31. Bit of a random late night thought from the End Game Series: is it correct that in the 2013-2016 parliament the QLD LNP split 16 Libs to 6 Nats? That would have meant Malcolm had 75 seats without the Nats (58 Libs + 1 Country Lib + 16 Qld Libs) the day he took the top job from Abbott. Surely PM Turnbull could have convinced McGowan to give him confidence and supply, or find a loose cannon amongst the 15 Nats to accept the speakership, if Truss and Joyce dared to hold their ground on the coalition agreement past the start of question time. Oh well…

  32. “This is how they are. This is what they do. Young Libs just egged on by sitting members to be really awful bullies and harassers to candidates and supporters.”

    Liberal sources argue the Canberra press gallery is more conservative than Sydney’s media and less inclined to run dirt. Hawker says that is little comfort for Labor, though, when you consider the coverage from the Murdoch press. A veteran of the 2013 campaign, when the Murdoch empire turned entirely against Rudd, Hawker says “you’ve got to ask yourself how effective the Liberal Party, either in NSW or Canberra, would be if it didn’t have the willing collaboration of a large sector of News Corporation, every time they go into an election campaign”.

    Still, Phelps believes the Coalition is headed for defeat in May. He is unsure whether there is any new information that could shift voters.

    “Everything hasn’t been thrown at Shorten,” the Liberal operative says. “There’s more than enough on him already to run a savage attack campaign. The real problem is, is it going to move a single vote? My view is, there’s nothing you can do now which will move a single vote. I don’t know what [the federal party] can do to win the election. Shorten can lose the election by doing something completely off script or stupid, but he’s a machine and it’s unlikely. People have made up their minds about Shorten.”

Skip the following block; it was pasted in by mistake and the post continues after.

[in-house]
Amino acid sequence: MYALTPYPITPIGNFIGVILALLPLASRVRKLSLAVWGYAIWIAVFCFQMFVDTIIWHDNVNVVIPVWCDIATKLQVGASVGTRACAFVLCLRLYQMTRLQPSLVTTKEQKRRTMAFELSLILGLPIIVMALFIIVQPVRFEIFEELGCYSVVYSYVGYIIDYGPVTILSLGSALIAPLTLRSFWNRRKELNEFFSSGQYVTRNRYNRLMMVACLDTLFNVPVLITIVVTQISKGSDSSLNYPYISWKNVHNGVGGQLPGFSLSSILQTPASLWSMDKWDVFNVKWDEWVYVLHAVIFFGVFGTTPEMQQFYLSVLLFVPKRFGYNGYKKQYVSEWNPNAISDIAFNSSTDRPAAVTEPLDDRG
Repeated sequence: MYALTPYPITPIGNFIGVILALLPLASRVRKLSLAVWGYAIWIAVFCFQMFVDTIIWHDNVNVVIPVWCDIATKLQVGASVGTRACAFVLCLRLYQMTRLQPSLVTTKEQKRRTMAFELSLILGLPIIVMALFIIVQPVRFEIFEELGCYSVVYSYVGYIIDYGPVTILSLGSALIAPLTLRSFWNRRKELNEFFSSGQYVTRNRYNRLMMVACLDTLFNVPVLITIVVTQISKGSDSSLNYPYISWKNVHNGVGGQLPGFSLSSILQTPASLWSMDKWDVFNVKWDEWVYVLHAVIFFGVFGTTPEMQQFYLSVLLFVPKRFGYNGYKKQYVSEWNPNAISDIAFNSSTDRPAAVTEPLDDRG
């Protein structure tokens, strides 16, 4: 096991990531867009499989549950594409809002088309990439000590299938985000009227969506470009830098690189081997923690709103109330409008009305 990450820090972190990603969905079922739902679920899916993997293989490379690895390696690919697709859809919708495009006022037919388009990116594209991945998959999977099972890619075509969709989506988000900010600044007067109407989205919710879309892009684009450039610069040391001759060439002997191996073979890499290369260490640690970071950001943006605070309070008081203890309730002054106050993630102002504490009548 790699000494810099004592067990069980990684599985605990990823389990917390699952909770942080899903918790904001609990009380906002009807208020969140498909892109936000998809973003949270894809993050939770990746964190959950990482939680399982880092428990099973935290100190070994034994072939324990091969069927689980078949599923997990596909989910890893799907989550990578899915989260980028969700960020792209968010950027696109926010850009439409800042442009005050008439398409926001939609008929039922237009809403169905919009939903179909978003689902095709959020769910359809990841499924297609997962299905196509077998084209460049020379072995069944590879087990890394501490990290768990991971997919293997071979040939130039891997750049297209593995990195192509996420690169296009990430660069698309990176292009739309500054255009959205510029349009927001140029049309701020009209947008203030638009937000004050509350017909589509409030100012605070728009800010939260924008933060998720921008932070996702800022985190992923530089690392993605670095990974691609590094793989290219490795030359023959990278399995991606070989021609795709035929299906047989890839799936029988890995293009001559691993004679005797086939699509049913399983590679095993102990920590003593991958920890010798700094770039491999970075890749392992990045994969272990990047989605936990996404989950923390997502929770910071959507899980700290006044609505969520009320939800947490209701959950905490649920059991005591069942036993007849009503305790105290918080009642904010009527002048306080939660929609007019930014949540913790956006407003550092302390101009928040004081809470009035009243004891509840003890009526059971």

The Liberal Party dirt will not be directed exclusively at Shorten, however. One source indicates that, just as Michael Daley’s record on Randwick council came up during the NSW election, shadow treasurer Chris Bowen’s record on Fairfield council as councillor from 1995 to 2004, while Joe Tripodi was state member, will be scoured.

    Labor will be in a position to retaliate, though: there is fertile ground in Prime Minister Scott Morrison’s own CV, including his controversial stint at Tourism Australia, as this newspaper has reported.

    https://www.thesaturdaypaper.com.au/news/politics/2019/04/06/inside-the-liberal-partys-dirt-unit/15544692007948

  33. Tony Windsor @TonyHWindsor